By the time Sheriff Pym arrives at the DeCuellar home, Davy has been missing for seven hours. The only details they know are that he took a police-issue revolver and that a posse is being formed. Swede contends that a posse of twelve hundred couldn’t catch Davy. Dad is hard with at this comment, saying, “Swede, if you can’t talk sense, don’t talk at all.”
The next day is excruciating for Dad. He fears Davy’s capture, but fears his death at the hands of a member of the posse more. Deputy Walt Stockard describes the posse with unconcealed glee at Davy’s escape. Then, the “support” of the community changes again. People begin to cheer for Davy to get away for good. The way he had done it was to ask Deputy Stube Range to come into his cell, because the toilet wouldn’t flush. Stube then woke up propped against Davy’s cell wall, and Davy was gone. Ironically, as a result of losing his job over this incident, Stube begins a new career as a school janitor. They were hiring you see.
The search for Davy grows cold, which Reuben believes is the way it was from the very beginning. Even a bloodhound can’t pick up Davy’s scent, and Sheriff Pym becomes so frustrated that he threatens to order a house-to-house search, which, of course, is unconstitutional. One afternoon, a farmer named Nelson comes into Montrose and files a complaint about a stolen horse. This is less than two miles from Montrose. Now they know that Davy has a horse for his escape. Pym disbands what’s left of the posse, and the Land family goes home.
The next morning, Reuben finds lying neatly on the floor beside his bed more of Swede’s epic. It tells about Sunny perhaps being saved by his bride from being hung. However, Swede hasn’t written the ending of that adventure and admits that she couldn’t write the part where Sunny defeats Valdez. It makes Reuben feel like Valdez is no invention, but someone real bearing down on them. He knows the feeling is preposterous, but because of his fear, he has to form a wall against it in his heart, the deepest place he owns.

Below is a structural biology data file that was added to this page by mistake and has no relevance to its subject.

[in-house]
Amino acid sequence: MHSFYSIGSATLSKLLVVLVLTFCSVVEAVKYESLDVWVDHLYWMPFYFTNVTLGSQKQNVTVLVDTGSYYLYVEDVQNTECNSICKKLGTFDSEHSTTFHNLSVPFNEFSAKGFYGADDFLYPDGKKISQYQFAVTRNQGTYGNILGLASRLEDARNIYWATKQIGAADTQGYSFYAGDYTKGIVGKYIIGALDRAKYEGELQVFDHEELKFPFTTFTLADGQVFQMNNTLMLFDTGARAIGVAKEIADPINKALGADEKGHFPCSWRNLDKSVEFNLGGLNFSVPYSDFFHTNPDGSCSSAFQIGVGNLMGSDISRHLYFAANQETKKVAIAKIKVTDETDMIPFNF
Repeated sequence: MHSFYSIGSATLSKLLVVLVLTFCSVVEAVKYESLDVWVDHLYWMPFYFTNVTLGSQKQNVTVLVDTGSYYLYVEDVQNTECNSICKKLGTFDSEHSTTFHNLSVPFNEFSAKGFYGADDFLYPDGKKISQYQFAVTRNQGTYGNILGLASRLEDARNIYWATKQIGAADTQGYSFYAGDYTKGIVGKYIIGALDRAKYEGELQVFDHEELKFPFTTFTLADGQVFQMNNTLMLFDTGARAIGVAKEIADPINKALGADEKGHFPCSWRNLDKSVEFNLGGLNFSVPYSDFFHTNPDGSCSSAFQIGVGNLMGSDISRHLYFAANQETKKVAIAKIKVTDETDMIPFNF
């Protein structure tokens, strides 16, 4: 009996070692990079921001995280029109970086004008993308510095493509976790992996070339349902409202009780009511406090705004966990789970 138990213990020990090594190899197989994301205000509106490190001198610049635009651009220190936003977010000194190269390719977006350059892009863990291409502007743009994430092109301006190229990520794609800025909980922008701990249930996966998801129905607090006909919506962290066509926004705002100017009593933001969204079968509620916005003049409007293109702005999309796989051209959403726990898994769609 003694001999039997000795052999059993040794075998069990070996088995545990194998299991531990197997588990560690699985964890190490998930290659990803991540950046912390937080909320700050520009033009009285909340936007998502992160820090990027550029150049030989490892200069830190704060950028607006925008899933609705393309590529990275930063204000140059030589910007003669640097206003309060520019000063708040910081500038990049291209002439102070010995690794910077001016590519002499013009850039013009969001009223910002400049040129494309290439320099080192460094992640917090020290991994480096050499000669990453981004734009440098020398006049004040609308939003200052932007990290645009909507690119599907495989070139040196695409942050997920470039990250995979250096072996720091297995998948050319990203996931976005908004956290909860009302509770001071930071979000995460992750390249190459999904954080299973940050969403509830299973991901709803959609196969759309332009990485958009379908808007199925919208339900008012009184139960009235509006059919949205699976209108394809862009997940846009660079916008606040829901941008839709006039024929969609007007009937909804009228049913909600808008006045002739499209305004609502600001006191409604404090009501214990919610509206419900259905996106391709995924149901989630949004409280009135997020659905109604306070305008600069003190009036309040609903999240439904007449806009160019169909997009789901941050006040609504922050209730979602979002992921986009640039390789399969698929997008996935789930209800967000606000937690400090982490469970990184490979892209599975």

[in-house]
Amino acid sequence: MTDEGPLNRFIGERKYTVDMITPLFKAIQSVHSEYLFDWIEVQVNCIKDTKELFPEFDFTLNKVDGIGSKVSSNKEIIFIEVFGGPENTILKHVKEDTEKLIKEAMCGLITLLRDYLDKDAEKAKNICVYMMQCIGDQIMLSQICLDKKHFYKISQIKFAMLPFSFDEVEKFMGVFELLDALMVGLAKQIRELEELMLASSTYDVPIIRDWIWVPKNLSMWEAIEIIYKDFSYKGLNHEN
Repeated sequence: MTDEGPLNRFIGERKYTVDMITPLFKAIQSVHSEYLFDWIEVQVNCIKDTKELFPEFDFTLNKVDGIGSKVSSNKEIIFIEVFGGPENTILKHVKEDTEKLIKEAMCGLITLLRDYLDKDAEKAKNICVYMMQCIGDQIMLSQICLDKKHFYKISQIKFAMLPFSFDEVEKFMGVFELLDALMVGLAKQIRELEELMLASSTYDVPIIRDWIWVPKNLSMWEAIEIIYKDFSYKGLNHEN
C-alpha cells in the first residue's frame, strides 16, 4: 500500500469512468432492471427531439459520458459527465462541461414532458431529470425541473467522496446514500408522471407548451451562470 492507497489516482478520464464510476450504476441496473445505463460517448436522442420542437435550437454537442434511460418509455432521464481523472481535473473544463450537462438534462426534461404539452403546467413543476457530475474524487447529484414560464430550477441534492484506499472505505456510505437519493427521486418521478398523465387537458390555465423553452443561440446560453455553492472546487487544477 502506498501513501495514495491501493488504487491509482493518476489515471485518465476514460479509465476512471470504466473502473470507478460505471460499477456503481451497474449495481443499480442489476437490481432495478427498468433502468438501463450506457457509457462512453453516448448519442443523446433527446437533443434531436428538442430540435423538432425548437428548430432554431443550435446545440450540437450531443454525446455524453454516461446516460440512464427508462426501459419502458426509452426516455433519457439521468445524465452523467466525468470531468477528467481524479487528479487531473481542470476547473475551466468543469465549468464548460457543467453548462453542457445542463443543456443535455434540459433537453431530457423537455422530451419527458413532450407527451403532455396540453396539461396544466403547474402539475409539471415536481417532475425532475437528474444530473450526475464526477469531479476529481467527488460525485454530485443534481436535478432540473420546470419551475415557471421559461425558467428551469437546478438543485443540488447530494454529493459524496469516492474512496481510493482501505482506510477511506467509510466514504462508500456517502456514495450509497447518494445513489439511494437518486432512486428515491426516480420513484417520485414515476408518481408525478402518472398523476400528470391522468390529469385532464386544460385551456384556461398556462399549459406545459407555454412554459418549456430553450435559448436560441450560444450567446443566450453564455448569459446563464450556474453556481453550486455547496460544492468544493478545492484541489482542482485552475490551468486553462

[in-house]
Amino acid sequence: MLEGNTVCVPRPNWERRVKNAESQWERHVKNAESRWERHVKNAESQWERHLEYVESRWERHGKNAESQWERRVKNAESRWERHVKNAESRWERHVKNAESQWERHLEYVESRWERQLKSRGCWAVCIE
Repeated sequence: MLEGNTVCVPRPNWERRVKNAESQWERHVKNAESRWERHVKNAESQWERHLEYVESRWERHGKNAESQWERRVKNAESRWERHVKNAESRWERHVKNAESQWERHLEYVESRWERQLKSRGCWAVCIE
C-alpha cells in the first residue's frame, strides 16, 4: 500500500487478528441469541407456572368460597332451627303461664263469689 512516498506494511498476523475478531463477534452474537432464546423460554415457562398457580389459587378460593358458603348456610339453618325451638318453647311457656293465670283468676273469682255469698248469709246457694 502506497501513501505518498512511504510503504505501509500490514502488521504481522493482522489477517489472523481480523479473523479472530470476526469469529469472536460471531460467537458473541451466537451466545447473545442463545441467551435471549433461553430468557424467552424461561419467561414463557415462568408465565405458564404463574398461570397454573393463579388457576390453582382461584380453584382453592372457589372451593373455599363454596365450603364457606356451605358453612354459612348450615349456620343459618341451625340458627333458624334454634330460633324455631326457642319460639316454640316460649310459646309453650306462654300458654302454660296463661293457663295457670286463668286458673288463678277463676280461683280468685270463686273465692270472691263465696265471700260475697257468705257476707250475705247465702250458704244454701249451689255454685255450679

Walt Stockard tells the family that the mare that had been stolen has come trotting for home, none the worse for wear. So Davy is out there somewhere with different transportation, and no one knows where. He then becomes the object of an article in the St. Paul Pioneer Press called Ride, Davy Ride. Unfortunately for Dad, there is no comfort in such supportive news. He seems to believe he’s lost his son forever. Reuben says he reads his Bible so much that he’s “fraying the King James.” It’s during this time that Dad’s headaches begin, headaches that totally incapacitate him. Meanwhile, time moves on and it becomes early December. A blizzard moves in, and all the snow makes them miss Davy all the more, when they remember the times he played in it with the kids.
Reuben and Swede do not go back to school, and Dad allows them to manipulate him. He just doesn’t seem to have the will to force the issue. Swede, of course, continues her poem after reading Frank O’Rourke westerns from the library. She like his women characters, because they don’t talk all the time, and they ride like men. So she puts a woman character into the poem to help Sunny, but she’s not Sunny’s wife. This bothers Reuben who thinks the character should be his wife. The only way Swede can get him to settle on the matter is to tell him that Sunny just thinks of her as a great sister. Reuben still feels bothered some about it, because after the “beauty with the long black hair” saves Sunny, she kisses him.
The story of Davy’s escape is both exhilarating and fearsome at the same time. Dad is particularly worried, but Swede believes no one can ever capture her brother once he is free.
The poem once again parallels their lives. It is interesting that Swede cannot kill off her villain. It makes Reuben afraid that he’s real, not an invention, and that he is bearing down on them. It’s also ironic that his moral standards make him feel uncomfortable about the poem, but he was willing to help his brother break out of jail.